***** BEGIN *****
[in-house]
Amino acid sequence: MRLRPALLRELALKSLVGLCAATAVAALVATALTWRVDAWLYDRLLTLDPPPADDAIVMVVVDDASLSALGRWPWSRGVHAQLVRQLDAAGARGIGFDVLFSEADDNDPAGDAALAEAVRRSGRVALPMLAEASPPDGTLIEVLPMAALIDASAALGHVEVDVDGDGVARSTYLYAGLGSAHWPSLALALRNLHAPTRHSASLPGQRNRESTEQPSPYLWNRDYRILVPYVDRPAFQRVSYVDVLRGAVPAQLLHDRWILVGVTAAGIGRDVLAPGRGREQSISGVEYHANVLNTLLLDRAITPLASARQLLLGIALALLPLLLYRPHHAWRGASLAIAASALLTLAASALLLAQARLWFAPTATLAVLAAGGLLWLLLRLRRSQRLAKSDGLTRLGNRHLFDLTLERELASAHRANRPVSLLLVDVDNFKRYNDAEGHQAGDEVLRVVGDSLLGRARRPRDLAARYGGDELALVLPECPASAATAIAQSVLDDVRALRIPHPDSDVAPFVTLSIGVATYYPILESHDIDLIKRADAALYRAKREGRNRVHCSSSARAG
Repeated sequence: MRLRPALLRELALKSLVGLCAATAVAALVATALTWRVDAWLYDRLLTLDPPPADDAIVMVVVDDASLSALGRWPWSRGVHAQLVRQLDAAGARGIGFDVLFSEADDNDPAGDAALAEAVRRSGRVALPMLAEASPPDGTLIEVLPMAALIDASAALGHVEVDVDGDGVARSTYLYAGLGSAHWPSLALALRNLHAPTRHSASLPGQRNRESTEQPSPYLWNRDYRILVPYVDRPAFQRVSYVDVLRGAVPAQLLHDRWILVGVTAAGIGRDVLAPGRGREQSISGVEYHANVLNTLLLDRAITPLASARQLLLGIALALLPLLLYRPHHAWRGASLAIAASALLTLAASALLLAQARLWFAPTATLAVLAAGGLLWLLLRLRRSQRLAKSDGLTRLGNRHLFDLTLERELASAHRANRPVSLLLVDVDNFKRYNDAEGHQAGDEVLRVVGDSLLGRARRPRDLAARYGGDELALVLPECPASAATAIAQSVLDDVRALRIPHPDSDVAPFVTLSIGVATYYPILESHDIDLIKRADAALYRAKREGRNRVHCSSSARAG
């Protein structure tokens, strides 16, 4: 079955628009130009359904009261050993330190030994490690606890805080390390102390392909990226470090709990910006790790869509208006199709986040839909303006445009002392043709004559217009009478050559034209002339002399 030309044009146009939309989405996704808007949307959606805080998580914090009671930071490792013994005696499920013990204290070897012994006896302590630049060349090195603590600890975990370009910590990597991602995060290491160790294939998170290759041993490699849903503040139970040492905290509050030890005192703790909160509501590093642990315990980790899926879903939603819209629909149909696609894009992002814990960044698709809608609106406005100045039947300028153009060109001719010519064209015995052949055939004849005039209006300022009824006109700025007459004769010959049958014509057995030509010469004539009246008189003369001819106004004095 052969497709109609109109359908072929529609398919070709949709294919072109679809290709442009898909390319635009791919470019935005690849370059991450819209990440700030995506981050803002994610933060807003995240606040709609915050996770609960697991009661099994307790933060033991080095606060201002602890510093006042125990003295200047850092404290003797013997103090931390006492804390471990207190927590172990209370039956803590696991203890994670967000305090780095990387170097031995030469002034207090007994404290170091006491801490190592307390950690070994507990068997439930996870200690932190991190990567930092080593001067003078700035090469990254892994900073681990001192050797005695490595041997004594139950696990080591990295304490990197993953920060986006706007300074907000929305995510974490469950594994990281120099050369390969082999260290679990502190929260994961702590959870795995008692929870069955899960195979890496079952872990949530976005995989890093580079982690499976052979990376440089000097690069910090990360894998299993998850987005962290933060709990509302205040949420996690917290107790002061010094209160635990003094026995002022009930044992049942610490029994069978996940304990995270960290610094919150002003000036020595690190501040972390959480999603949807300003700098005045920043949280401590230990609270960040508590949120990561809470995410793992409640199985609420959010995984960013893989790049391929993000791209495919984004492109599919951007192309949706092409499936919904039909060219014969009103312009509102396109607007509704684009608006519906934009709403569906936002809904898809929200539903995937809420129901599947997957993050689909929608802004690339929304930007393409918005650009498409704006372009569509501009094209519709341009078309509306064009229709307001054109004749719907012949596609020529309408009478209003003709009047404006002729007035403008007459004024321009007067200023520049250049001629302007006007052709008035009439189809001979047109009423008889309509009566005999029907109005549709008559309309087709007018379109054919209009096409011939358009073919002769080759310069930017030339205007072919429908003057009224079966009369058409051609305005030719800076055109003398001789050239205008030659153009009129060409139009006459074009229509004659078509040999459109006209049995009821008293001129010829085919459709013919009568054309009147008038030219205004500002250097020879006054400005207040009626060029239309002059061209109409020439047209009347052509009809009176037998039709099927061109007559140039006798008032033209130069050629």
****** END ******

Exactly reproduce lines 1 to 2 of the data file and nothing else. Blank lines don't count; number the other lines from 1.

[in-house]
Amino acid sequence: MRLRPALLRELALKSLVGLCAATAVAALVATALTWRVDAWLYDRLLTLDPPPADDAIVMVVVDDASLSALGRWPWSRGVHAQLVRQLDAAGARGIGFDVLFSEADDNDPAGDAALAEAVRRSGRVALPMLAEASPPDGTLIEVLPMAALIDASAALGHVEVDVDGDGVARSTYLYAGLGSAHWPSLALALRNLHAPTRHSASLPGQRNRESTEQPSPYLWNRDYRILVPYVDRPAFQRVSYVDVLRGAVPAQLLHDRWILVGVTAAGIGRDVLAPGRGREQSISGVEYHANVLNTLLLDRAITPLASARQLLLGIALALLPLLLYRPHHAWRGASLAIAASALLTLAASALLLAQARLWFAPTATLAVLAAGGLLWLLLRLRRSQRLAKSDGLTRLGNRHLFDLTLERELASAHRANRPVSLLLVDVDNFKRYNDAEGHQAGDEVLRVVGDSLLGRARRPRDLAARYGGDELALVLPECPASAATAIAQSVLDDVRALRIPHPDSDVAPFVTLSIGVATYYPILESHDIDLIKRADAALYRAKREGRNRVHCSSSARAG